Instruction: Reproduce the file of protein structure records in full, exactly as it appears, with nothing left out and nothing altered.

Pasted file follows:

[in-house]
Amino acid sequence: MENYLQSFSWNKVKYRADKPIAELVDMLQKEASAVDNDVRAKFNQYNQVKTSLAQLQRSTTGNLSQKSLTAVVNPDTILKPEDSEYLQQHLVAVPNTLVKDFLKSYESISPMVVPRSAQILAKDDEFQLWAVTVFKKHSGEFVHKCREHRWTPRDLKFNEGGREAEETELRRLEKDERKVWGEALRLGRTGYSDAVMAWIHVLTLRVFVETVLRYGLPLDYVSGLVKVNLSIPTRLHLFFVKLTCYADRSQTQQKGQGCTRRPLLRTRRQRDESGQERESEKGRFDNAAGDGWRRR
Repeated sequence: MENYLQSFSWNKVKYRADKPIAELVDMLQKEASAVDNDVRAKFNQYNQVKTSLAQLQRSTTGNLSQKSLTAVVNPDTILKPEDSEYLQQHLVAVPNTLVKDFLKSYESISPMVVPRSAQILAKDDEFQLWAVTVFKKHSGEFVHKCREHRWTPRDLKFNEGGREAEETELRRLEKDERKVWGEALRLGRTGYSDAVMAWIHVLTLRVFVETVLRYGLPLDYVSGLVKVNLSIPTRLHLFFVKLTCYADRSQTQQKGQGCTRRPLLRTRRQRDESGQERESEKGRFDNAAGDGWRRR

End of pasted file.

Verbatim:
[in-house]
Amino acid sequence: MENYLQSFSWNKVKYRADKPIAELVDMLQKEASAVDNDVRAKFNQYNQVKTSLAQLQRSTTGNLSQKSLTAVVNPDTILKPEDSEYLQQHLVAVPNTLVKDFLKSYESISPMVVPRSAQILAKDDEFQLWAVTVFKKHSGEFVHKCREHRWTPRDLKFNEGGREAEETELRRLEKDERKVWGEALRLGRTGYSDAVMAWIHVLTLRVFVETVLRYGLPLDYVSGLVKVNLSIPTRLHLFFVKLTCYADRSQTQQKGQGCTRRPLLRTRRQRDESGQERESEKGRFDNAAGDGWRRR
Repeated sequence: MENYLQSFSWNKVKYRADKPIAELVDMLQKEASAVDNDVRAKFNQYNQVKTSLAQLQRSTTGNLSQKSLTAVVNPDTILKPEDSEYLQQHLVAVPNTLVKDFLKSYESISPMVVPRSAQILAKDDEFQLWAVTVFKKHSGEFVHKCREHRWTPRDLKFNEGGREAEETELRRLEKDERKVWGEALRLGRTGYSDAVMAWIHVLTLRVFVETVLRYGLPLDYVSGLVKVNLSIPTRLHLFFVKLTCYADRSQTQQKGQGCTRRPLLRTRRQRDESGQERESEKGRFDNAAGDGWRRR